Skip to content

Route 66 Landing complex sees growth

Chad Arnold stands in front of the construction at Route 66 Landing, which is being built just east of the John Kilpatrick Turnpike. The project will include at least five buildings once it is completed. Photo / Robert Medley

On the east side of the elevated and spiffed up John Kilpatrick Turnpike, where miles of new bridge work will bring more and more commuters, a complex called Route 66 Landing is rising.
A new street named Grant Boulevard has been built where fields and a winding creek with cottonwoods and oaks overtaken by cedar trees now meet wood, steel and brick class A buildings.
It is called Route 66 Landing on the north side of NW 39th/State Highway 66.
There are five building in various phases of construction. Two of those are opened already.
One building now houses McGee Commercial Real Estate office.
Chad Arnold,
director of real estate and marketing for McGee Commercial Real Estate and its developer Ken McGee, said the concept for the commercial retail building park began in about 2002 on 90 acres that is located from NW 39 Expressway to NW 50 and between the turnpike on the west to Morgan Road on the east.
“We see this as mixed use,” Arnold said, standing outside and under blue skies as construction workers started a recent day of work.
“We have a big medical center, it is 4,600 square feet, then a general doctor and a full-blown pharmacy.”
In addition, Swadley’s Bar-B-Que has announced that it will relocate it corporate offices to the complex once it is completed.
Arnold said the location is prime for commercial businesses.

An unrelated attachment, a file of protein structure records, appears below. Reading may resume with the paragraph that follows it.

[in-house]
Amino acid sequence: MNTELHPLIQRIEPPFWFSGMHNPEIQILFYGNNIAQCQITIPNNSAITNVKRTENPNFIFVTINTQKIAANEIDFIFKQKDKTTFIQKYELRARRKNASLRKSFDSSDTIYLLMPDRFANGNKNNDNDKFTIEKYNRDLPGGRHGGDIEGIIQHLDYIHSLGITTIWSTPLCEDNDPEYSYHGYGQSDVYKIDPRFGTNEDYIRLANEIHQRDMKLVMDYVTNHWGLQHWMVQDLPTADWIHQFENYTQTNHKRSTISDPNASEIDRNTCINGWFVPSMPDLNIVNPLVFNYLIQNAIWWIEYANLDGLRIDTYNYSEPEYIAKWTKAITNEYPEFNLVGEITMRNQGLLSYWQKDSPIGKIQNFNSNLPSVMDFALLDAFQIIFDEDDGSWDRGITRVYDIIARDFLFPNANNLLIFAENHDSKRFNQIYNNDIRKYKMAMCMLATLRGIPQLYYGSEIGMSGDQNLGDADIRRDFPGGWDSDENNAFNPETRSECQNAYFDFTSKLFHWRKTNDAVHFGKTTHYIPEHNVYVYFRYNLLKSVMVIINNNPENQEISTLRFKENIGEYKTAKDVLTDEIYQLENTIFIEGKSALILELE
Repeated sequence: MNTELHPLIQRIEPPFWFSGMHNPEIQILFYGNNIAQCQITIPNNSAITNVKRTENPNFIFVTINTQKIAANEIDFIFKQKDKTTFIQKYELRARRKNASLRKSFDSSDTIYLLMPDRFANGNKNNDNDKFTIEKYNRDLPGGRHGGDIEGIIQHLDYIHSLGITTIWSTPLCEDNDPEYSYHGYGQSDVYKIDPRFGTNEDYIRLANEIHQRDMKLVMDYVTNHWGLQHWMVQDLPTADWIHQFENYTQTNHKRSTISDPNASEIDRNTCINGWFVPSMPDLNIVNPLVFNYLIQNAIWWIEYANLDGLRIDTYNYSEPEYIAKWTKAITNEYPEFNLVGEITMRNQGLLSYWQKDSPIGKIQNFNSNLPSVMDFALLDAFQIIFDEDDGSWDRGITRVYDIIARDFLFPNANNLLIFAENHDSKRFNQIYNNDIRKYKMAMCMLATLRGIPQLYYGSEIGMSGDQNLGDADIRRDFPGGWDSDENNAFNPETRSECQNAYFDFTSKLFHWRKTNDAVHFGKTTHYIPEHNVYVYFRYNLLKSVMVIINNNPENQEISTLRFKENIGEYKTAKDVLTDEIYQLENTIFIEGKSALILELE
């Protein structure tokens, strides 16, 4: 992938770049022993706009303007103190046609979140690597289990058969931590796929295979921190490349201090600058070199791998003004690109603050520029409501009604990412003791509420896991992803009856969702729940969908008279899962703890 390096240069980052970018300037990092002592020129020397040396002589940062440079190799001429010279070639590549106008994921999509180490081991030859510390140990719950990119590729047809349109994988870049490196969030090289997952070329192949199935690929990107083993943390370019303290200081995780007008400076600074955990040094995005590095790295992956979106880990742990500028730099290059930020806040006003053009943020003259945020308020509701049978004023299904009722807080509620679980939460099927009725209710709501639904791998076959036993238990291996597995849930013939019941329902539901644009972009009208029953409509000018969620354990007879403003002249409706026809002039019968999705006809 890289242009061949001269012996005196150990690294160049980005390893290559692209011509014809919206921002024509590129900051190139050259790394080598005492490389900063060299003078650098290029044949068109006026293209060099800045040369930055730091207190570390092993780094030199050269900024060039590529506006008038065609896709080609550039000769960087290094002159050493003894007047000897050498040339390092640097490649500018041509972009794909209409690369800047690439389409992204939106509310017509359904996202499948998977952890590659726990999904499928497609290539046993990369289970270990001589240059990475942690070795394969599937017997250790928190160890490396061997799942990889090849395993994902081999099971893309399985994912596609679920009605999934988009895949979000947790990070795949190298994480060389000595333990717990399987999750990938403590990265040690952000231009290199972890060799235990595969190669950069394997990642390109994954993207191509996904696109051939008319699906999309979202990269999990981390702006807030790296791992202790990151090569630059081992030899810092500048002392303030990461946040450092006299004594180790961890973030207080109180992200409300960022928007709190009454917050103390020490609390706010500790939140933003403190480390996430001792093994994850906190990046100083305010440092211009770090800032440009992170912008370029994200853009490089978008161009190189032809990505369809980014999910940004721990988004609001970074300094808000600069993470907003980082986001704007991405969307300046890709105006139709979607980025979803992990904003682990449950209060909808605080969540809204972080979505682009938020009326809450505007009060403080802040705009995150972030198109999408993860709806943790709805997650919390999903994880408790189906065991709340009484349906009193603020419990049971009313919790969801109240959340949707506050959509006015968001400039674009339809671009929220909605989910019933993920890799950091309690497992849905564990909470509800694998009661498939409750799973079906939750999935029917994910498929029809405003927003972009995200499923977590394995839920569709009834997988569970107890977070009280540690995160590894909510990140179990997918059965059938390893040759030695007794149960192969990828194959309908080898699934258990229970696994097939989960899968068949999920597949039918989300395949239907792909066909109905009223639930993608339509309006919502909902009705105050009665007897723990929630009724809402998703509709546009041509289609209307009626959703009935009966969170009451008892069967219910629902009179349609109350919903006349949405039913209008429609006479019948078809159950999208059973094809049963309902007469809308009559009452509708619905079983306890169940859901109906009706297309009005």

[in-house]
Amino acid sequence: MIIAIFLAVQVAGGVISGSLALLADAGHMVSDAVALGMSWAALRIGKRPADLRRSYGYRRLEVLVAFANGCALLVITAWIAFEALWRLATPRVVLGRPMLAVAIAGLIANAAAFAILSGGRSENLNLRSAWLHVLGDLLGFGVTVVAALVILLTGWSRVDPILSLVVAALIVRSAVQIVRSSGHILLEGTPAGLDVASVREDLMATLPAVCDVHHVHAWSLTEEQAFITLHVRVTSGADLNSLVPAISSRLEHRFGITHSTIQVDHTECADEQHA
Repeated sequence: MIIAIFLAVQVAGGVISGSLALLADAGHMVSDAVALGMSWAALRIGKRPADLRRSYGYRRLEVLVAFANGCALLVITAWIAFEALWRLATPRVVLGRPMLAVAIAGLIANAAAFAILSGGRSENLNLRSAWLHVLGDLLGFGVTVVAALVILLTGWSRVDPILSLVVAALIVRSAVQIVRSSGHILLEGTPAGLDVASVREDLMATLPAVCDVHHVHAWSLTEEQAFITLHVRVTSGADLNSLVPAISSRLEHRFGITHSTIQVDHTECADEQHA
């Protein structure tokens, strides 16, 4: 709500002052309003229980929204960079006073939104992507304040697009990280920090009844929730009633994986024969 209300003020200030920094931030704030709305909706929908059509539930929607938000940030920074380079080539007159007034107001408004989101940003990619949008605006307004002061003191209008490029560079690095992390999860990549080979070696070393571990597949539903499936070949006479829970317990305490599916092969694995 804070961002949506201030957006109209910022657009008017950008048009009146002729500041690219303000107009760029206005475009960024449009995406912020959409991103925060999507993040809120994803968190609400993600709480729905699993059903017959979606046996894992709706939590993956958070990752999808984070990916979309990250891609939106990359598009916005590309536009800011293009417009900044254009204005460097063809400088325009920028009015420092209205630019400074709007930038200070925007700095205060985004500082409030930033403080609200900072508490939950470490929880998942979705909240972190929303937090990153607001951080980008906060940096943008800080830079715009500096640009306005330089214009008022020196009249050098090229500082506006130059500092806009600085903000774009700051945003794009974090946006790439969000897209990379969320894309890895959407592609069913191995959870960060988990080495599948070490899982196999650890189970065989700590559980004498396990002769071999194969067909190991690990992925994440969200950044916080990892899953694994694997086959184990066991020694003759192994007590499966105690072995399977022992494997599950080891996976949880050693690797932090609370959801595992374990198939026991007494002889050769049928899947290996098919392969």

It is located in the city limits of far west Oklahoma City, but is close to Bethany, Piedmont, Yukon and Mustang, cities that are a 15 minute or less drive.
The medical center is two-stories.
A First American Title has moved in, a Keller Williams Realtors is coming by summer as well.
A Braum’s Ice Cream and Dairy store and a Cornerstone Bank are planned as is a 15,000-square-foot retail center.
Also, a dental office is opening in June or July, Arnold added.
He said the turnpike expansion has opened up development in an area that previously was all agricultural and in a floodplain of the North Canadian River.
“This was kind of a dead area for retail and office. We’re in a floodplain here so we’ve had to build the dirt up,” Arnold said.
Traffic counts show more than 42,000 vehicles on the turnpike a day and 17,000 on SH-66 alone.
New housing developments continue to pop up in the nearby Lake Overholser area.
Not a mile to the west, another retail center is under construction called Route 66 Plaza, with a medical office and other retail spaces.
The latest work on the John Kilpatrick Turnpike is opening an avenue to the airport in early Febuary, he said.
“If you come by here at 5 p.m. now or 8 a.m. traffic is crazy getting out of here. The timing has worked out great with the turnpike expansion because in two weeks you will be able to go to the airport just taking the turnpike,” Arnold said.
The population is expected to climb as more homes are being built in school districts such as Putnam City, Piedmont, Mustang and Yukon.
“There has been a ton of activity, and we’re really excited,” Arnold said.

Leave a Comment